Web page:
September/October 1985

Jane Fonda in Agnes of God, Meryl Streep in Plenty, special midsection on race films, Mantan Moreland, Oscar Micheaux, Ran, Mishima, J. Hoberman on TV’s Golden Age, Wayne Wang interview

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FONDA, STREEP AND HARE
Ordinary people making extraordinary choices in exemplary films: these are the characters played by Jane Fonda and Meryl Streep. In Agnes of God and Plenty, Hollywood’s favorite smart women wield their scalpels to probe religious ecstasy and political anomie. Marcia Pally observes and admires. With Plenty and its companion film Wetherby, David Hare proves himself a spectral satirist of post-imperial Britain. He chats knowledgeably with Steve Lawson.

MIDSECTION: A SEPARATE CAMERA
Like the Negro Baseball players before Jackie Robinson, so were black filmmakers before Sidney Poitier: scrambling to display their talents on a shoestring before a cheering home crowd. Donald Bogle reprises the undersung history of “race films,” stars like Mantan Moreland and directors like the inimitable Oscar Micheaux. And Armond White scans the plight of black artists in an “integrated” industry. Plus ten color pages of posters and sagacious comment on early black films.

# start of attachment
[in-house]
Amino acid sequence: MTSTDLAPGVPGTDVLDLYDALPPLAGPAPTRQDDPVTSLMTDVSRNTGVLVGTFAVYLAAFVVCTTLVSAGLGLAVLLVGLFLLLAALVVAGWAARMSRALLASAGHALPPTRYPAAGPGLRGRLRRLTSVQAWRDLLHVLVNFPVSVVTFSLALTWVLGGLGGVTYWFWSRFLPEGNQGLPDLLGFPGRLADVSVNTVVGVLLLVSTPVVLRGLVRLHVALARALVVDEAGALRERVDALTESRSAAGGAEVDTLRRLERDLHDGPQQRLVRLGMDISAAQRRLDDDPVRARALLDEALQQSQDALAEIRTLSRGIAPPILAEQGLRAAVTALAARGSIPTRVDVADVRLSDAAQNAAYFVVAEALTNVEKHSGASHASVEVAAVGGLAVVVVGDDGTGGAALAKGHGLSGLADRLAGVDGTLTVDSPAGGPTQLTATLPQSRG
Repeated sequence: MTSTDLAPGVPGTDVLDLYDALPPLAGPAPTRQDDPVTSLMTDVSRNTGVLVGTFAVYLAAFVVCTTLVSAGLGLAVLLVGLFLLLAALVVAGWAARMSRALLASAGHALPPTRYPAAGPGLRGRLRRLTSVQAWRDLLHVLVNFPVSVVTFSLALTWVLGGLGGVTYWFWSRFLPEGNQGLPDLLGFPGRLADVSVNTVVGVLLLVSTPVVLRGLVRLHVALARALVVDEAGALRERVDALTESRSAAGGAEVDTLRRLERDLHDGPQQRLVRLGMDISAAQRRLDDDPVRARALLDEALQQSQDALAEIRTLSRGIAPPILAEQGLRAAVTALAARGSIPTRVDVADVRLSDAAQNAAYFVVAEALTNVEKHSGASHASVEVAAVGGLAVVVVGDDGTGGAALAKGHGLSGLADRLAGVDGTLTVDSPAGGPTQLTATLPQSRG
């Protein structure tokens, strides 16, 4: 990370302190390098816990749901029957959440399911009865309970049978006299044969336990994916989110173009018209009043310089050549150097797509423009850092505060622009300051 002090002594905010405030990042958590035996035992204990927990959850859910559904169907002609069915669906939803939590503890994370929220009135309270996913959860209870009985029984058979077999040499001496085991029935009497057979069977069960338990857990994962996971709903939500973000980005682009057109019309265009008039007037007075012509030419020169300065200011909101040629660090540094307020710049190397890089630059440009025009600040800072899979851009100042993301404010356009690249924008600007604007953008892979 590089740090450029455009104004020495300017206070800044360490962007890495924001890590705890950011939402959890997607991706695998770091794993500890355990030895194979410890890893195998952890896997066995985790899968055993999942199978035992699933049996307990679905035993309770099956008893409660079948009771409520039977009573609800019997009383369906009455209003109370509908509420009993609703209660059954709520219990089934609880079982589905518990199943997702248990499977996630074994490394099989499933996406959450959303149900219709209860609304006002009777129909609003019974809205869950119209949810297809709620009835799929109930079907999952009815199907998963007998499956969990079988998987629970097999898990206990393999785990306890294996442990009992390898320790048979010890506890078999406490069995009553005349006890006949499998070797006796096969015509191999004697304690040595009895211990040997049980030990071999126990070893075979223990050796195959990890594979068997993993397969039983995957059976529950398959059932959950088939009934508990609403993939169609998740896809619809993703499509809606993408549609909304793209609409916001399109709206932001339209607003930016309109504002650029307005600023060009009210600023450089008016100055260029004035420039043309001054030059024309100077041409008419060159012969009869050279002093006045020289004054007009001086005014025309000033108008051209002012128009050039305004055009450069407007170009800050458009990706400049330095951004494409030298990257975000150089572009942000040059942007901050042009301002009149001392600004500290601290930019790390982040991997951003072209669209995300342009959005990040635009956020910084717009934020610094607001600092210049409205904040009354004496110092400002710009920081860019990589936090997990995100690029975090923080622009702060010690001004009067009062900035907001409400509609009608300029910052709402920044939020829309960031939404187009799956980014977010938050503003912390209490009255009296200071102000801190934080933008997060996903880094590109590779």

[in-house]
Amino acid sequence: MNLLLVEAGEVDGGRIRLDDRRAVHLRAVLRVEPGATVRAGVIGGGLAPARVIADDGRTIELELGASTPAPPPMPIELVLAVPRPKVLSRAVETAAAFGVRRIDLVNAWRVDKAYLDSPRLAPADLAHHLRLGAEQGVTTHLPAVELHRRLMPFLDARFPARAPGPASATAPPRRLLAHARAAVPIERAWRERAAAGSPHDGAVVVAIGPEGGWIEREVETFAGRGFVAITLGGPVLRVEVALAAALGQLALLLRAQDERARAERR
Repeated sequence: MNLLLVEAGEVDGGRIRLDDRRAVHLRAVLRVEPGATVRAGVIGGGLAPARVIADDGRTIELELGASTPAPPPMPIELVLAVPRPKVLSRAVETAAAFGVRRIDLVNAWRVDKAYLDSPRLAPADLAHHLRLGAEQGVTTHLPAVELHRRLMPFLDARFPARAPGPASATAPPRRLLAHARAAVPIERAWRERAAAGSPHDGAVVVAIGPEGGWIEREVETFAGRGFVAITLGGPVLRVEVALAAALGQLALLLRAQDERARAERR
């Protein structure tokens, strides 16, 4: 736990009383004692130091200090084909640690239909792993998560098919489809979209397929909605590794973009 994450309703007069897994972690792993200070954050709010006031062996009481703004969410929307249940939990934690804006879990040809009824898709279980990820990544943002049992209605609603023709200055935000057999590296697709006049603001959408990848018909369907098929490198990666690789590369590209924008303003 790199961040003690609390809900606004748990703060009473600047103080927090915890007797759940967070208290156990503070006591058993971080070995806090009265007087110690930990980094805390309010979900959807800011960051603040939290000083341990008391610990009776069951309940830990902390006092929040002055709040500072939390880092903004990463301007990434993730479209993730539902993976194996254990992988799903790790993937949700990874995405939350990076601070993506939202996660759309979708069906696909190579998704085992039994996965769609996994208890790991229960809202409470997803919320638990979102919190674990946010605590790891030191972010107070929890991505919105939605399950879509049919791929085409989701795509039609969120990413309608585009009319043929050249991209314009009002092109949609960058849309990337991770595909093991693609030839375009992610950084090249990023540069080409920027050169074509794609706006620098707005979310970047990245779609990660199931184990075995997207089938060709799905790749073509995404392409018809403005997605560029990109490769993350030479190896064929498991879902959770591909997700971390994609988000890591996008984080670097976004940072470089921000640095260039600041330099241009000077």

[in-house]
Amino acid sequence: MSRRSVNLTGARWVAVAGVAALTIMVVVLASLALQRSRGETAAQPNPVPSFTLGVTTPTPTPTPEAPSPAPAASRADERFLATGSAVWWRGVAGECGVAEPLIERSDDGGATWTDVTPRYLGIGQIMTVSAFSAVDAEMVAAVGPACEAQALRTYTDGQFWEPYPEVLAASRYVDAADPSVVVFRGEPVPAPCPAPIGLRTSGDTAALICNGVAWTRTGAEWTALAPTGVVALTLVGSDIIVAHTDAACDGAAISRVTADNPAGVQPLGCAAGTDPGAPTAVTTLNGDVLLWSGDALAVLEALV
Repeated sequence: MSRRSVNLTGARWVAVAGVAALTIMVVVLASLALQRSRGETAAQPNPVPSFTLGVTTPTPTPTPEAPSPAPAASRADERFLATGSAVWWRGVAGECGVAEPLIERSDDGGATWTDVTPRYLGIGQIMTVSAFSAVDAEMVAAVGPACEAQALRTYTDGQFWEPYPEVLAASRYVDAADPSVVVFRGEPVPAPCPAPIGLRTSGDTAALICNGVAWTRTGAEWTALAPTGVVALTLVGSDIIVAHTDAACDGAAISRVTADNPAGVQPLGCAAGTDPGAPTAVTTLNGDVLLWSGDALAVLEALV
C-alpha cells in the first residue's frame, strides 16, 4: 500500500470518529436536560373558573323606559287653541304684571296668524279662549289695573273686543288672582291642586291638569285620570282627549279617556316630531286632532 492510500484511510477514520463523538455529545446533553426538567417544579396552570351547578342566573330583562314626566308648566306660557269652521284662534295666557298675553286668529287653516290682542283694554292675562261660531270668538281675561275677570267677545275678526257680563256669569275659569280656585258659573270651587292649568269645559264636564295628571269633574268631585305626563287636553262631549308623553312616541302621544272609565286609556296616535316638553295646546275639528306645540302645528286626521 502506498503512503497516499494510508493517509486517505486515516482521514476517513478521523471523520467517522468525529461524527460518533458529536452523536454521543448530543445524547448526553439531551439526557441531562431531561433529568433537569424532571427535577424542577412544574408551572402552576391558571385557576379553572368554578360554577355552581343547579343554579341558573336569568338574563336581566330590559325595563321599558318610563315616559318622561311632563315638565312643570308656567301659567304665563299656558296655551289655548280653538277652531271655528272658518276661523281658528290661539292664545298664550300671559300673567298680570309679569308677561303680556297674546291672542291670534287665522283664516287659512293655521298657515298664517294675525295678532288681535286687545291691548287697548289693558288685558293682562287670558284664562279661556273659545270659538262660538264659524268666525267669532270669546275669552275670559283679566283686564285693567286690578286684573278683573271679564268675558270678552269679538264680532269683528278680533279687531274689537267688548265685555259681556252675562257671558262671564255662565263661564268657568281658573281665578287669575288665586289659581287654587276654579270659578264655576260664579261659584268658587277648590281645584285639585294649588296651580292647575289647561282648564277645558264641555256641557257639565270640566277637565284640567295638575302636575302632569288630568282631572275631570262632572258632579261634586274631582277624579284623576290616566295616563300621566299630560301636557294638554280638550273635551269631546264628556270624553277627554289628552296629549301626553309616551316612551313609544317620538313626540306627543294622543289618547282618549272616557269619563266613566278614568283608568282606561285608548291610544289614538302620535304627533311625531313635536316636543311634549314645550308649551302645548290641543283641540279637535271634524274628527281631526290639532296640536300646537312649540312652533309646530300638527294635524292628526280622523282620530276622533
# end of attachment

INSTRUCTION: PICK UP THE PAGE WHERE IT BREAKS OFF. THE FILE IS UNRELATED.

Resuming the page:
JAPAN TANDEM: MISHIMA RAN
East meets West in two eagerly awaited films from Japan. Ran, Akira Kurosawa’s fifth picture in 20 years, is a free (indeed, oneiric) adaptation of King Lear with a touch of Lady Macbeth; Peter Grilli visited the set and talked with the old master who do run Ran. Paul Schrader’s violently stylized rendition of the life and works of Yukio Mishima provoked outrage among Mishima’s supporters and detractors even before it was seen in Japan. Frank Segers traces the controversy.

TV’S GOLDEN AGE (1955, ’85)
Thirty years from now, will the rediscovery of 1985’s Amazing Stories elicit the cultish thrill that sizzled through TV fans when Jackie Gleason announced he had found 75 “lost” episodes of The Honeymooners? We can’t say for sure, but we’ll bet you never thought of Ralph Kramden as Falstaff, or Alice as the goddess Kali. J. Hoberman did, though, in his Honeymooners hagiography. The other big TV news is the revival of Fifties-style suspense shows by Steven Spielberg and that crowd. Elvis Mitchell has the early poop on a quartet of promising prime-time anthologies.

JOURNALS
Three festivals: Marc Mancini from a world's fair of 21st-century technology in Tokyo; Mary Corliss amid May showers at Cannes; and Harlan Kennedy on the prowl for Esther Williams in Taormina. Also: Michale Walsh finds a sneaky Schicchi hiding in the soundtrack of John Huston's Prizzi’s Honor.

A LITTLE BIT OF ART
Dim Sum mixes Capra and Ozu in a deft and winning comedy drama. David Thomson talks with Dim Sum’s director, Wayne (Chan Is Missing) Wang.

LAS VEGAS STRIP
Onscreen, Jerome Gary’s Stripper offers tears and titters. Offscreen the action was even hotter. Scoop monger Jim Verniere went undercover for the story.

VIDEO: CENSORED!
The courts put a damper on sexy movies on TV. Lois P. Sheinfeld regrets.

PENSÉES: GROWING UP WESTERN
Richard T. Jameson likes Silverado.

LETTERS: CUBAN IMBROGLIO

BACK PAGE: QUIZ #15